But I do long to return to Chile, though I have never been there. I imagine wandering to a quiet Lo Barnechea neighborhood, where I would find Hosteria Doña Tinta. I might order lomo vetado a lo pobre, but I would feel guilty for doing so, simply because of the English translation of the dish: loin forbidden to the poor. But I have been assured, though not without some degree of suspicion, that the name does not have any negative connotations for poor people. Still… But Chile. Frankly, much of what I have read about Chilean food leaves me less than overwhelmed, but I cannot divorce my insatiable desire to experience the Chilean Pacific coast from my inexplicable appetite for Chilean cuisine.  My taste for Chile, I think, can be traced in part to a house on a mountain ridge, right on the Pacific coast. I found the house on a Chilean real estate website and fell in love with the place. The design was modern and minimalist, a style I have loved from the moment I saw such architecture. The home was poised high on on a rocky crag overlooking the Pacific. A huge terrace, facing the Pacific, and a pool suggested to me the place was designed for outdoor living. The kitchen was enormous and well-appointed. Its very large island had plenty of room for workspace and for eating. I recall the kitchen was equipped with two refrigerators; at least I think so. And the price! If I remember correctly, it was priced at the equivalent of less than $200,000 U.S. I wanted to buy the place, immediately, upon finding the listing. My wife, though, being the practical sort, suggested it might be best to visit first. But before that, she suggested, we might want to retire with a considerably larger nest egg than we had at the time. Crash! There went my Chilean retirement. I still long to visit. I missed my opportunity, twice, to live in a country with a female socialist president. Michelle Bachelet served as president of the country for eight years, in two separate terms; during both terms, I remember being slightly miffed that I was not living in my dream house in Pacific coastal Chile, regularly eating fresh-caught Chilean seafood.  My fantasy life takes me to some interesting places; unfortunately, my real life rarely tags along. At least, I say to myself, I can eat Chilean dishes and daydream about engaging in philosophical conversations with Michelle Bachelet.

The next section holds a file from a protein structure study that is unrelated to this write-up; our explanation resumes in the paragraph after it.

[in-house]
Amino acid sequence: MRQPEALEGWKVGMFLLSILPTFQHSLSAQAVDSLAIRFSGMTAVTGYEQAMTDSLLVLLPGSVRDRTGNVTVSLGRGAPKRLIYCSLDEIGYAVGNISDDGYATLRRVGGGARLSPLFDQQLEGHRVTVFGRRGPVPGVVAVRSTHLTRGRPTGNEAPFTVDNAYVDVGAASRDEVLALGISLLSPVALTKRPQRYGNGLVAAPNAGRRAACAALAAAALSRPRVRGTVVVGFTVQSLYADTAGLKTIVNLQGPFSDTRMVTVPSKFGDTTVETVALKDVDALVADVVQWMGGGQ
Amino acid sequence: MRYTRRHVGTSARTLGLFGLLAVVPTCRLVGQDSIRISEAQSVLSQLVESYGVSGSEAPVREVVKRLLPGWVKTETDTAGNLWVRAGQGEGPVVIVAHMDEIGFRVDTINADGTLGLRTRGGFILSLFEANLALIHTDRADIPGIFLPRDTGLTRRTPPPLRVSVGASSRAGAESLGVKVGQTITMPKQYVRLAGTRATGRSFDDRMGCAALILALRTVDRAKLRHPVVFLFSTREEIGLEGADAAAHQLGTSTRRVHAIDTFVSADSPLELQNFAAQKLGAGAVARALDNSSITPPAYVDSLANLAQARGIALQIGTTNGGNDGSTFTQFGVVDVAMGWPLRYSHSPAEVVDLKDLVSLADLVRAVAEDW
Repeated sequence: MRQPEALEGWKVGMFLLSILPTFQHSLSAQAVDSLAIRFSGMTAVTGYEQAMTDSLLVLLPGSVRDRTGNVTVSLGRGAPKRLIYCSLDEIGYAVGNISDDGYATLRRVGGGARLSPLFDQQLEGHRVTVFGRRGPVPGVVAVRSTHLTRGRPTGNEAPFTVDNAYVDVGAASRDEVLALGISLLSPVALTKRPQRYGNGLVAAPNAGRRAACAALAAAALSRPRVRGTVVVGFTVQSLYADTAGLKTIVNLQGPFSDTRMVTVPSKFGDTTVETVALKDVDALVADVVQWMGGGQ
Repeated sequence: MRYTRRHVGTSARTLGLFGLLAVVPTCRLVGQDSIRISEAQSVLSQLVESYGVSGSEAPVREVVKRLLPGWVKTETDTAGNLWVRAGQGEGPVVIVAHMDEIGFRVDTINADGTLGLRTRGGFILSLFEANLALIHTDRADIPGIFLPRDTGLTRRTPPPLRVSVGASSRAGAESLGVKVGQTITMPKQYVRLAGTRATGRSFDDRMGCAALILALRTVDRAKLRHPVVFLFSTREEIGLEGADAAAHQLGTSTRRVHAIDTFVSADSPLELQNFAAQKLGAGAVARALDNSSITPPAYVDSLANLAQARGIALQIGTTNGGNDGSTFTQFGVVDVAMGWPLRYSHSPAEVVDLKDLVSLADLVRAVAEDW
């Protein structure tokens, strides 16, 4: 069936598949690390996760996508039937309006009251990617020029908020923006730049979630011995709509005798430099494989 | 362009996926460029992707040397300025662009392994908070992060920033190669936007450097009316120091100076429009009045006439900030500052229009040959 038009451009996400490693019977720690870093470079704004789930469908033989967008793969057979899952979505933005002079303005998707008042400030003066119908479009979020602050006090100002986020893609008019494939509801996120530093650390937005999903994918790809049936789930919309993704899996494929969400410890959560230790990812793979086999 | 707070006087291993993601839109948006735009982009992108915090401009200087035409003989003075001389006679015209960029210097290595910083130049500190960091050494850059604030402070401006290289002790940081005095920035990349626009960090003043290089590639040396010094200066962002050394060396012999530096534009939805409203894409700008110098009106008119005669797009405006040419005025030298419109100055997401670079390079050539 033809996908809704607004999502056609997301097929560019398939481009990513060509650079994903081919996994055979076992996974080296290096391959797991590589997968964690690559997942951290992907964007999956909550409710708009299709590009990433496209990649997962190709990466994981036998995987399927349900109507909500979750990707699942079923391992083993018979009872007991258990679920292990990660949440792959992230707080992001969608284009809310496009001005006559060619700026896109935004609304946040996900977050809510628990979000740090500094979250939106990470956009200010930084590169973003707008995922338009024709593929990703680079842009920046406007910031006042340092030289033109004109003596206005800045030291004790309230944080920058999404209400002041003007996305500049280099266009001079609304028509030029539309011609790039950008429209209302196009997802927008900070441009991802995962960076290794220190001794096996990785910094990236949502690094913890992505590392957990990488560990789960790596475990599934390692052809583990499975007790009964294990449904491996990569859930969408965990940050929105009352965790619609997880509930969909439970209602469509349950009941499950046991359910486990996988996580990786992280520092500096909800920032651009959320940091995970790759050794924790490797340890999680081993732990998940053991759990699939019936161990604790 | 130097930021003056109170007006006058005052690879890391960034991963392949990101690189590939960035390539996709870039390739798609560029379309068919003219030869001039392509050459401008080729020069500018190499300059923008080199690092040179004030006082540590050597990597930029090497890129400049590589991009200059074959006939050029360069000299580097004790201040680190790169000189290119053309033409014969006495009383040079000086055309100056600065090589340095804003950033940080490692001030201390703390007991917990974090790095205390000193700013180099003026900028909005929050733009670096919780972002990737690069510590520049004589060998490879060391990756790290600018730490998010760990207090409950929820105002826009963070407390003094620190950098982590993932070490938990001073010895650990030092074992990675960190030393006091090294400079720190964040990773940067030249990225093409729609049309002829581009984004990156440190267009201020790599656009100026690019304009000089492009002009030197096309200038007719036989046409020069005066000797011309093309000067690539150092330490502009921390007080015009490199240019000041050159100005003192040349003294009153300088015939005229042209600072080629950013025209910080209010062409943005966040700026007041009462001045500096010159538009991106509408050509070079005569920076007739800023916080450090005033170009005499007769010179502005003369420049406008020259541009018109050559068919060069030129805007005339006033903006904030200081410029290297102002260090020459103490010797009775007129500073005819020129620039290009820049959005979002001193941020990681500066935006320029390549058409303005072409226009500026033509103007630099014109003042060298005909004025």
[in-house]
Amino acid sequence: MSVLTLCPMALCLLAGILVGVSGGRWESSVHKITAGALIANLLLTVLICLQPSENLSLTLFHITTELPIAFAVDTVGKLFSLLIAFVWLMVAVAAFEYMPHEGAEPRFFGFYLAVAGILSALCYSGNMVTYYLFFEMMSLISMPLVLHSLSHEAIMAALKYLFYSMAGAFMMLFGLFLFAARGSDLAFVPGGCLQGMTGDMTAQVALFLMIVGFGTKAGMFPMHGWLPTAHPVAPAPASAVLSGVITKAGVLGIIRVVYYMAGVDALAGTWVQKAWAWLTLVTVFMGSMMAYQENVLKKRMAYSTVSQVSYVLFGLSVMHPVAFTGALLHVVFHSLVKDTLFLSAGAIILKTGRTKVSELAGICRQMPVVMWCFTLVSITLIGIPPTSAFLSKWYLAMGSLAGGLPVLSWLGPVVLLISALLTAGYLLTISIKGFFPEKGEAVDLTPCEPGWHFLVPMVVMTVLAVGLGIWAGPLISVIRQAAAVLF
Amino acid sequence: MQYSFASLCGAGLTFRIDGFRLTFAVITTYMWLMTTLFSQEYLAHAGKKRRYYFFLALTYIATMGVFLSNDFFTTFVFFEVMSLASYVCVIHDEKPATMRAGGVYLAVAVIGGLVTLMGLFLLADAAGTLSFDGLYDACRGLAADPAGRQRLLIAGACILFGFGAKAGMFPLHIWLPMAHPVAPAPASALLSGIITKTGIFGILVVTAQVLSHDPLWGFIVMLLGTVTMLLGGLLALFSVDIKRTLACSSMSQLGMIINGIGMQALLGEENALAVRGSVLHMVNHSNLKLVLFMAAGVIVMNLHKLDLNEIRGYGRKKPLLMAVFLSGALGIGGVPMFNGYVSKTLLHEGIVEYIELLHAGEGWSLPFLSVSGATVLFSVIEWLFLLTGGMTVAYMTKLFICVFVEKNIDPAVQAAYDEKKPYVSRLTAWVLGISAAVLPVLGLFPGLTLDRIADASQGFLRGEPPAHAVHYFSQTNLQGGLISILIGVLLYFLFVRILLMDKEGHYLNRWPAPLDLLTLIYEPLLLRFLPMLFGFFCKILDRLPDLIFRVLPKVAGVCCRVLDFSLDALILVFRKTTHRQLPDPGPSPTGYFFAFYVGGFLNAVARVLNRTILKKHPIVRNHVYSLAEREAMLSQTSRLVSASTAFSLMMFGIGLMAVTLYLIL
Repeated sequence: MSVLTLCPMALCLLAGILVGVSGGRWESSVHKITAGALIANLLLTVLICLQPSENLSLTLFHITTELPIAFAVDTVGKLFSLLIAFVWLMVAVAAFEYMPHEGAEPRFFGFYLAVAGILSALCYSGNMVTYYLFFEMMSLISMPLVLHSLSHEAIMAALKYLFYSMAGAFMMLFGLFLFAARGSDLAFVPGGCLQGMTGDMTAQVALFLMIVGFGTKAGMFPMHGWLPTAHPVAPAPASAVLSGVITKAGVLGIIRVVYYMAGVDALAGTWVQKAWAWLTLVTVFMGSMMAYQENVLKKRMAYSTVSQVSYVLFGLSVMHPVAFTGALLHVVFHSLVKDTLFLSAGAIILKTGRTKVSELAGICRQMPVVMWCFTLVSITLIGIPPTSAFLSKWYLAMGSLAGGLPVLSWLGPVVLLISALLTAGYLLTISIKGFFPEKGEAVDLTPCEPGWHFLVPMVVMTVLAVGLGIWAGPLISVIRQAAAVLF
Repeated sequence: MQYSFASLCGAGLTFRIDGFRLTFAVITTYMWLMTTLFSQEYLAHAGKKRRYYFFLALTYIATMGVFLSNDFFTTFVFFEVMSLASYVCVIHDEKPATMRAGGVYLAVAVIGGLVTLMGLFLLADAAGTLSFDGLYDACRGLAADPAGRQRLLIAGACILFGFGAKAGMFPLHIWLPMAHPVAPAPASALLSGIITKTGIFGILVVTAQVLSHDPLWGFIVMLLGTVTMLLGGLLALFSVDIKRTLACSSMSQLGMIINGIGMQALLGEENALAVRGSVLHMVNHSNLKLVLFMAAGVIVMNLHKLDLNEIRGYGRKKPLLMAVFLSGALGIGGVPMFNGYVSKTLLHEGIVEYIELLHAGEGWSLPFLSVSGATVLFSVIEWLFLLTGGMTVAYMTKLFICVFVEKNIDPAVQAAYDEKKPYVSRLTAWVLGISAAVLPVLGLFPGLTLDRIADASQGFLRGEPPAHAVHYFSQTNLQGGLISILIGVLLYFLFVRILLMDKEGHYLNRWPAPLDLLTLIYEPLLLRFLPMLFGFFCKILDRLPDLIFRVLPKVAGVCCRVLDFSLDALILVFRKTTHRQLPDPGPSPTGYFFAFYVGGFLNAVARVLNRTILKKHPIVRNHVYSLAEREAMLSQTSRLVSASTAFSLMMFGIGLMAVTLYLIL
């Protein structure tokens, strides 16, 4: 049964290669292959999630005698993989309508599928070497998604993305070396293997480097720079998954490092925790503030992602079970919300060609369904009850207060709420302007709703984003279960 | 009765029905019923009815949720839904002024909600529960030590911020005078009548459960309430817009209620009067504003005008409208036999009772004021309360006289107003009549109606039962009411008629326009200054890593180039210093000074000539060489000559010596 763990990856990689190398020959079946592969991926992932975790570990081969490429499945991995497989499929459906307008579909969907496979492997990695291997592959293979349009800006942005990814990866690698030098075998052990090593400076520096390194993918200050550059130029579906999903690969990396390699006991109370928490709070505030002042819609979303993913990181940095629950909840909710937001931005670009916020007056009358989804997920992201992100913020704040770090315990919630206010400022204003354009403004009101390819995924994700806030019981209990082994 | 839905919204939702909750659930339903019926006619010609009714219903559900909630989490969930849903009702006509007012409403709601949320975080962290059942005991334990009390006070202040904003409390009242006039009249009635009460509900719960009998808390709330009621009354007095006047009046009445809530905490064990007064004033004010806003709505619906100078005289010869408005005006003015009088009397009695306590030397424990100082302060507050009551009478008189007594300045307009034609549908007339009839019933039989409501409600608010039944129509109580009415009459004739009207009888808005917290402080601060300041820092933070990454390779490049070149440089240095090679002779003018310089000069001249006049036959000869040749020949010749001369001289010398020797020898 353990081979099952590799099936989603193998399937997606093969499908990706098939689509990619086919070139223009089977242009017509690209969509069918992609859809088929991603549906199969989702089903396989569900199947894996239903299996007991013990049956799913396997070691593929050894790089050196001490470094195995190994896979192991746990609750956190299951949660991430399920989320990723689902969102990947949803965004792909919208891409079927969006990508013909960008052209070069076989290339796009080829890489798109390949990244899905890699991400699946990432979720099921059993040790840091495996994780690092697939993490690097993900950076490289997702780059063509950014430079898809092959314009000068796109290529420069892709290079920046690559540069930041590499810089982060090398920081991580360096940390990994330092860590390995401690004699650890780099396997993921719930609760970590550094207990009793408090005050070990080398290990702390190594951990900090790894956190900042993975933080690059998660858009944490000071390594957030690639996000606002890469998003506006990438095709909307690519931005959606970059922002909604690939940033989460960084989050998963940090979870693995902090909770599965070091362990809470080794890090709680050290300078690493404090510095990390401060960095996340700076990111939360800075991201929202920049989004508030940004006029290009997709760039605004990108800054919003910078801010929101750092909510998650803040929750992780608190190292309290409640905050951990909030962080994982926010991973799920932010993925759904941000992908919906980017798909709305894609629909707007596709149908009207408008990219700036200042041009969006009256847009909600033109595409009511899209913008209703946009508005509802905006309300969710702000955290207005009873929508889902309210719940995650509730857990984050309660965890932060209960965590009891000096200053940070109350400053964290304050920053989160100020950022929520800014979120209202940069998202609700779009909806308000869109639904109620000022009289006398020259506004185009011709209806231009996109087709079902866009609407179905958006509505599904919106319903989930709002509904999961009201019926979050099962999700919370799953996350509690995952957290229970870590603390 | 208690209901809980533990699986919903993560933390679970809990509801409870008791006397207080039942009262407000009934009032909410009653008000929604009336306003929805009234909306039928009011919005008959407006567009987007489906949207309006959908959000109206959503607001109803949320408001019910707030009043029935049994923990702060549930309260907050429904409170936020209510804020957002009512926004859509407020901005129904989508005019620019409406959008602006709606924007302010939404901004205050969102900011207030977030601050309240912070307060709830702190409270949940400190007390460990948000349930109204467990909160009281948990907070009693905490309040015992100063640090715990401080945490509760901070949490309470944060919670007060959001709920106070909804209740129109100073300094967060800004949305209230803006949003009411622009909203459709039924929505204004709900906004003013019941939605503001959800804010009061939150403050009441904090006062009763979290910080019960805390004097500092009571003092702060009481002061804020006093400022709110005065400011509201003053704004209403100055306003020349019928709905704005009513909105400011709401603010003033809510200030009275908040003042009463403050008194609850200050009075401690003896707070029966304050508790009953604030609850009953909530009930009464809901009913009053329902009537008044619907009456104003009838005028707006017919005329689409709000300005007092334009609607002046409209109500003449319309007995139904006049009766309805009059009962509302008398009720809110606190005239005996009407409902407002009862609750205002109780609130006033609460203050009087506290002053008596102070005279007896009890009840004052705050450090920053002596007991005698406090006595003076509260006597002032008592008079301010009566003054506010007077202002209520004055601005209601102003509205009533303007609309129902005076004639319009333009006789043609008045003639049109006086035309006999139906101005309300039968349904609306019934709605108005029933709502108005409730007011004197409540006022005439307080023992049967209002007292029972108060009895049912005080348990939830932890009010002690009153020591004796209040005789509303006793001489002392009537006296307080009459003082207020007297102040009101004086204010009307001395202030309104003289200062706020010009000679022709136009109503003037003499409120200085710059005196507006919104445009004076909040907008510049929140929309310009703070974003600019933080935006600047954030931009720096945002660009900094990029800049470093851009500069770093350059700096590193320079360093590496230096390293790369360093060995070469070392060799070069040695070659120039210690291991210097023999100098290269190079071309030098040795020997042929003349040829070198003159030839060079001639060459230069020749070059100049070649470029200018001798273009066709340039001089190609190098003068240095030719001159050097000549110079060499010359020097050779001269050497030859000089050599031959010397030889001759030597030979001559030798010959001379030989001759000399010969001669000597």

I really should write more about the real world. But, then, I know so much more about fantasy than reality; I would feel like a fraud writing about the real world.

About John Swinburn

"Love not what you are but what you may become."― Miguel de Cervantes "Intimacy is never wrong. It can be awkward, it can be unsettling, it can feel dangerous, it can seem out of place, but it’s never wrong."― John Swinburn